Let's Talk About Grief...
It was National Grief Awareness Week last week, so I thought we’d change direction a little and talk about something that doesn’t come naturally to any of us. Grief.
Now Christmas is galloping towards us like Rudolf, I'm finding it harder to continue without crippling moments of grief. I am simply, desperately, missing my parents. What makes it worse is I don't know how to talk about it. It’s not that I don't know what to say because at points it's overflowing. It’s awkward, brings down the mood, leaves people shuffling in their chairs, searching rapidly with their eyes for the door.
One night, not feeling able to talk about my grief led to me completely blowing up - not helpful, or attractive. Afterwards, one brave flatmate calmly pointed out, "it's hard to know what to say or do as we can't relate". He’s right. No-one gives you a guide book on how to talk to someone who’s grieving. No-one signposts what your next move should be when they’ve gone from laughing to sobbing at lightning speed. So, after talking to sadly too many of my friend who have lost parents or family members before they're 30 and seeing that I'm not alone in feeling awkward about asking for what we need, I thought I'd write about it here. It's important to note, everyone's grief is different. Even the same person’s grief can be different each time they lose someone. These are just a few that I've felt deeply and my friends have felt the same. I hope that this may help those who know someone grieving but don't know what to say.
Grief Comes in Waves
The month Mum died, I threw myself into to-do lists and practice, I didn't even miss a blog deadline. I didn't really cry that much and tried desperately to just keep going. Somehow pausing to process my loss was just too big a challenge for me, I felt that if I let it in it would swallow me whole. Grief comes in these most ridiculous waves. Some days you're absolutely fine and your grief is not at the forefront of your mind. It doesn't mean you're over it, cold or unfeeling, it's just that life that particular day or week can proceed as normal. Then just like that, you can fall apart with no warning and in the strangest places. Loading the dishwasher has resulted in many an uncontrollable sob. We have very little control over where we are in the waves. Take us as we come, we know we’re unpredictable and we absolutely know it’s not your job to make it all better, we’re absolutely not expecting you to. But when we’re having a good day and we’re laughing and joking, please don't take our emotions as a measure of how much the person meant to us.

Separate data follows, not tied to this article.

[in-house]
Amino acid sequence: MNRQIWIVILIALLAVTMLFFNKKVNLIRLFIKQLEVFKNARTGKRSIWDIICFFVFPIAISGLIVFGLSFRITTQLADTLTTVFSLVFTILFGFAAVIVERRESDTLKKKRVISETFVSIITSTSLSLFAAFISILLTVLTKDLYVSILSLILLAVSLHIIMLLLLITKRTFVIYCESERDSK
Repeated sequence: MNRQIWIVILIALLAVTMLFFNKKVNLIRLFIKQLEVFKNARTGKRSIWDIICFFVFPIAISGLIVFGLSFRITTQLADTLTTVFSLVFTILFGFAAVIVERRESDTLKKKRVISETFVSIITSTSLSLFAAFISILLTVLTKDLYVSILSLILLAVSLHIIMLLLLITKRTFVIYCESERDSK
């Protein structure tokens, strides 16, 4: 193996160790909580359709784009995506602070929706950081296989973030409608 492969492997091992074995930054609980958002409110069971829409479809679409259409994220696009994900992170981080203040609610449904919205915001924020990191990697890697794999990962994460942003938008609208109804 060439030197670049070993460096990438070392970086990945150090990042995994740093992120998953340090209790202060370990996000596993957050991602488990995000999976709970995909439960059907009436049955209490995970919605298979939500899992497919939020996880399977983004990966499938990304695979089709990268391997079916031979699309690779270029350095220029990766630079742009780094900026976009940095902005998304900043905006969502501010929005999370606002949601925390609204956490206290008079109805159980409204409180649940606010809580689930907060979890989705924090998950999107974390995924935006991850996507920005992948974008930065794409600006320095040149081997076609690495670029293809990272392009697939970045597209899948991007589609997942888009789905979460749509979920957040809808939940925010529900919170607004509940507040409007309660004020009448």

You Don't Have to Say Anything
"Are you okay"
“Yeah, I’m great thank you!” – Crap, did that make me sound unfeeling about my Mum?
This is me, every time I’m asked. I’ve realised my response to that question is very automatic and saying “I’m fine” makes for an easier conversation. In truth, when I am really riding a low grief wave, there's really not much to say. The cause is never changing. "I miss my Mum". Usually saying that brings me to tears but what on earth are you supposed to do with that? No words can make that statement better and frankly is bloody awkward! So instead, (if you're comfortable) just wrap your arms around me, or hold my hand and don't say anything*. If that doesn't feel right, pop the kettle on. I stand by the claim that tea fixes everything, especially if its Yorkshire! *Now, some people really don't like being touched but chances are, you know who those friends are already so if in doubt, go for the supportive hand on the back.